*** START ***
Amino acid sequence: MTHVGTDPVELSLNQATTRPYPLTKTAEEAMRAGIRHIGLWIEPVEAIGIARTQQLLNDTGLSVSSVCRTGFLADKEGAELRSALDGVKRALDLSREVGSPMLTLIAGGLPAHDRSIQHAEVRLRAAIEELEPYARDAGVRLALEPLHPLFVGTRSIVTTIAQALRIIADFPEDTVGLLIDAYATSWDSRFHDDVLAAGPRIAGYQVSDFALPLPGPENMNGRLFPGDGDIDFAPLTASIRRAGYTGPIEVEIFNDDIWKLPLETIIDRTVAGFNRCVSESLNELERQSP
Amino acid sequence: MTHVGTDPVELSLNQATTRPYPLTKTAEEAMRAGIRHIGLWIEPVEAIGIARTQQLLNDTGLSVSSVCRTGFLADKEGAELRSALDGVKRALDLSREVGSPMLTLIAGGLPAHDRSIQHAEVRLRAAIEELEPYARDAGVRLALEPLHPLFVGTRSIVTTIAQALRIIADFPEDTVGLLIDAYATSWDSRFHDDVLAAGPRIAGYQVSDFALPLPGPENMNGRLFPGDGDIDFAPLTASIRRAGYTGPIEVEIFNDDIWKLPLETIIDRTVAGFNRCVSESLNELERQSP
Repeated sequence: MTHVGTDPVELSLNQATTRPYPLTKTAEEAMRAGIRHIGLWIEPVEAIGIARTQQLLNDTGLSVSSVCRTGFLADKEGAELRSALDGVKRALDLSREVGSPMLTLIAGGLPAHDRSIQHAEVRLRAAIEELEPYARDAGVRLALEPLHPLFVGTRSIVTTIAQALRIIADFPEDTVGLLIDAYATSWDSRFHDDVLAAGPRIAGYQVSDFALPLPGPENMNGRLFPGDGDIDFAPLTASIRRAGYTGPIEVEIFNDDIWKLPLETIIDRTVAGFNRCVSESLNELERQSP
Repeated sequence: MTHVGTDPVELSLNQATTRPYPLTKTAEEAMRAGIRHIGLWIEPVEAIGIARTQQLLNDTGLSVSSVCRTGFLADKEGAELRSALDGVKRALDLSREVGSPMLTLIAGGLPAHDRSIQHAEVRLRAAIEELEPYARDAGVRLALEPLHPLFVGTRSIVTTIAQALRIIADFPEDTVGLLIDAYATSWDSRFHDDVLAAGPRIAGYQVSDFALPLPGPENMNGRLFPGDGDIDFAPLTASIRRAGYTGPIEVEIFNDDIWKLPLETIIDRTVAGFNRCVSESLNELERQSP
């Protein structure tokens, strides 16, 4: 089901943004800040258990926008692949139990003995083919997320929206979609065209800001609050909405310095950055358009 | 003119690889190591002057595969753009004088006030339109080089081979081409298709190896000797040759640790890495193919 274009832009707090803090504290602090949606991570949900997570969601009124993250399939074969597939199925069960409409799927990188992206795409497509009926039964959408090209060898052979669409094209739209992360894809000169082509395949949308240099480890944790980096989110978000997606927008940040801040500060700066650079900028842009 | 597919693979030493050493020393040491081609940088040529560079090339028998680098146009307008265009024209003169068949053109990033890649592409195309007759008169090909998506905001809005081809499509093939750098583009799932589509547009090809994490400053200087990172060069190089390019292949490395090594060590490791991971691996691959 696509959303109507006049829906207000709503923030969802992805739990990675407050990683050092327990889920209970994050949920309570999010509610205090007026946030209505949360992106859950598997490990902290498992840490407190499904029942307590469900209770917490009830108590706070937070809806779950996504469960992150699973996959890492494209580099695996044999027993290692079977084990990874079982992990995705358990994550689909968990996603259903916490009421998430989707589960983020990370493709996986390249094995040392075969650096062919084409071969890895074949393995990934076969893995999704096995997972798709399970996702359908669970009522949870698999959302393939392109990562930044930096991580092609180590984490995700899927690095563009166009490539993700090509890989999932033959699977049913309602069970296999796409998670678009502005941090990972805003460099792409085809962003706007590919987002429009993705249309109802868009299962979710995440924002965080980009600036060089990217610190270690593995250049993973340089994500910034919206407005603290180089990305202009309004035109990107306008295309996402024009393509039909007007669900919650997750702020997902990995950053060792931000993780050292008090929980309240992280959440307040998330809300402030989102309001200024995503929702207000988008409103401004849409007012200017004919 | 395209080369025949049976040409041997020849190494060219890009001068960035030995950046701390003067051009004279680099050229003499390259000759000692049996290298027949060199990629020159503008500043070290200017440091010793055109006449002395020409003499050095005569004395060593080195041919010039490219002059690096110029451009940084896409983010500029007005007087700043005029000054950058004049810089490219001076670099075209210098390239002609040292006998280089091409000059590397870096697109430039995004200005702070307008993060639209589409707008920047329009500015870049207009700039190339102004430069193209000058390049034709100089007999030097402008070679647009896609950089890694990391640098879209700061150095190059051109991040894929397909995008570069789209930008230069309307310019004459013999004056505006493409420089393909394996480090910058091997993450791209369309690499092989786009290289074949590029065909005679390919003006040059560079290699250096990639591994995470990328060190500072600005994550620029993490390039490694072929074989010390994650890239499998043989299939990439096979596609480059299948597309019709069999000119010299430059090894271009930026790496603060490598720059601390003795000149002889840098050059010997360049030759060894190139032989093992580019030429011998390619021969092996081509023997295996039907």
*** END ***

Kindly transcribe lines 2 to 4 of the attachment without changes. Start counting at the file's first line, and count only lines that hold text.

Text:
Amino acid sequence: MTHVGTDPVELSLNQATTRPYPLTKTAEEAMRAGIRHIGLWIEPVEAIGIARTQQLLNDTGLSVSSVCRTGFLADKEGAELRSALDGVKRALDLSREVGSPMLTLIAGGLPAHDRSIQHAEVRLRAAIEELEPYARDAGVRLALEPLHPLFVGTRSIVTTIAQALRIIADFPEDTVGLLIDAYATSWDSRFHDDVLAAGPRIAGYQVSDFALPLPGPENMNGRLFPGDGDIDFAPLTASIRRAGYTGPIEVEIFNDDIWKLPLETIIDRTVAGFNRCVSESLNELERQSP
Repeated sequence: MTHVGTDPVELSLNQATTRPYPLTKTAEEAMRAGIRHIGLWIEPVEAIGIARTQQLLNDTGLSVSSVCRTGFLADKEGAELRSALDGVKRALDLSREVGSPMLTLIAGGLPAHDRSIQHAEVRLRAAIEELEPYARDAGVRLALEPLHPLFVGTRSIVTTIAQALRIIADFPEDTVGLLIDAYATSWDSRFHDDVLAAGPRIAGYQVSDFALPLPGPENMNGRLFPGDGDIDFAPLTASIRRAGYTGPIEVEIFNDDIWKLPLETIIDRTVAGFNRCVSESLNELERQSP
Repeated sequence: MTHVGTDPVELSLNQATTRPYPLTKTAEEAMRAGIRHIGLWIEPVEAIGIARTQQLLNDTGLSVSSVCRTGFLADKEGAELRSALDGVKRALDLSREVGSPMLTLIAGGLPAHDRSIQHAEVRLRAAIEELEPYARDAGVRLALEPLHPLFVGTRSIVTTIAQALRIIADFPEDTVGLLIDAYATSWDSRFHDDVLAAGPRIAGYQVSDFALPLPGPENMNGRLFPGDGDIDFAPLTASIRRAGYTGPIEVEIFNDDIWKLPLETIIDRTVAGFNRCVSESLNELERQSP